On Fri, 11 Mar 2016 13:45:44 -0600, Ignoramus30666
It's a HSLA (high-strength, low-alloy) structural steel. Among alloy
steels, 100 kips is not really that strong, but it's strong compared
to low-carbon steels and to lesser structural grades like A36.
HSLA steels are witches' brews of low alloys that combine to produce
good strength. Some, like chromium, greatly increase the ability of
carbon to form martensite. Thus, 4130 (0.30% carbon) and A514 (0.15%
carbon) can be quenched-and-tempered to much higher strengths than can
plain carbon steel of the same carbon content.
A514 also has some manganese and molbdenum, which have similar
Be careful with that "T1" designation. That's US Steel's old trade
name for it. It's also the designation for a high-strength grade of
high-speed steel that contains tungsten rather than molybdenum.
On Sat, 12 Mar 2016 05:15:53 -0600, Ignoramus16966
You're on the right track, but if you have a need to understand it
more deeply, you'll find a lot of technical info on HSLA steels.
A514 gets most of its strength from martensite conversion
(qhuench-and-temper), and the alloy ingredients augment that process
with the low carbon level. At the same time, the combination of low
carbon and the alloy give it pretty decent ductility and elongation.
Those properties are very important in structural applications, to
avoid precipitous failure.
Ed, this steel is going to be the bottom of my scrap gondola trailer
that someone will make for me from my flatbed trailer.
My expectation is that, just as Jon Elson saw with his gun target, I
can drop heavy solid scrap pieces from up top without damaging the
I was very lucky in that a few months ago, I bought a Fruehauf flatbed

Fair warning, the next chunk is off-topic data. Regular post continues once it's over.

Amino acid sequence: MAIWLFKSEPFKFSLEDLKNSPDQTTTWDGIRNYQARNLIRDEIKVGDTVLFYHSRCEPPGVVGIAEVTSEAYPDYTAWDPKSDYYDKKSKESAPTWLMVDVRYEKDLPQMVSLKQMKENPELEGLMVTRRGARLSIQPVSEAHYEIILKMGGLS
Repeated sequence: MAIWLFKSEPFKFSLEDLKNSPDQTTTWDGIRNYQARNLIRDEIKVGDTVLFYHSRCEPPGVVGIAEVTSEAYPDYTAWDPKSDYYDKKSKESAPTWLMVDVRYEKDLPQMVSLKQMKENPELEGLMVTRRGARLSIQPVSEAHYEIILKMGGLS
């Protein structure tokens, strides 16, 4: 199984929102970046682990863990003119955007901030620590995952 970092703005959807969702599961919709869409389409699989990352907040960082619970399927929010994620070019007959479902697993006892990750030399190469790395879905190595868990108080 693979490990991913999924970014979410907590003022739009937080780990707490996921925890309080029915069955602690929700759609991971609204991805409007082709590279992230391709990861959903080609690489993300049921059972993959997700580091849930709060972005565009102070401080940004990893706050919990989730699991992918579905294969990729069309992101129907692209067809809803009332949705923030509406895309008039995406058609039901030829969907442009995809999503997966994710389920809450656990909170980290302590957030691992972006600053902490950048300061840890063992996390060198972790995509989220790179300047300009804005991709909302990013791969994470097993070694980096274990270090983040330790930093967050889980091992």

semitrailer than was untouched by rust DESPITE being 30 years
old. (How this is even possible, is beyond me, but I have pictures to
I bought it with the express purpose of making a gondola. My current
gondola is actually a post-consumer garbage hauling trailer and is
very weak and rusted out.
On Sat, 12 Mar 2016 15:54:27 -0600, Ignoramus16966
If you're going to weld it, check around. The basic recommendations
are dual-shield and stick, but it may need pre-heat. Check with the
Keep in mind that A514 plate is generally sold in the
quench-and-temper, heat-treated condition. Carbon content is low, but
the material changes phases when it's hardened, like most ferrous
metals, and the phase change results in a change in density -- besides
the changes from heating and cooling.
I should have followed up by saying that the density change puts a lot
of stress on the weld, and makes it prone to cracking. It has some of
the properties of welding high-carbon steel. But someone with
experience can tell you how to get it right.
On Sat, 12 Mar 2016 14:51:54 -0600, Ignoramus16966 wrote:
30 years without significant rust is kind of the expectation around
here. It probably came from down south, or perhaps the Southwest.
30 years of service in states where they salt the roads -- that would
make it rust out.
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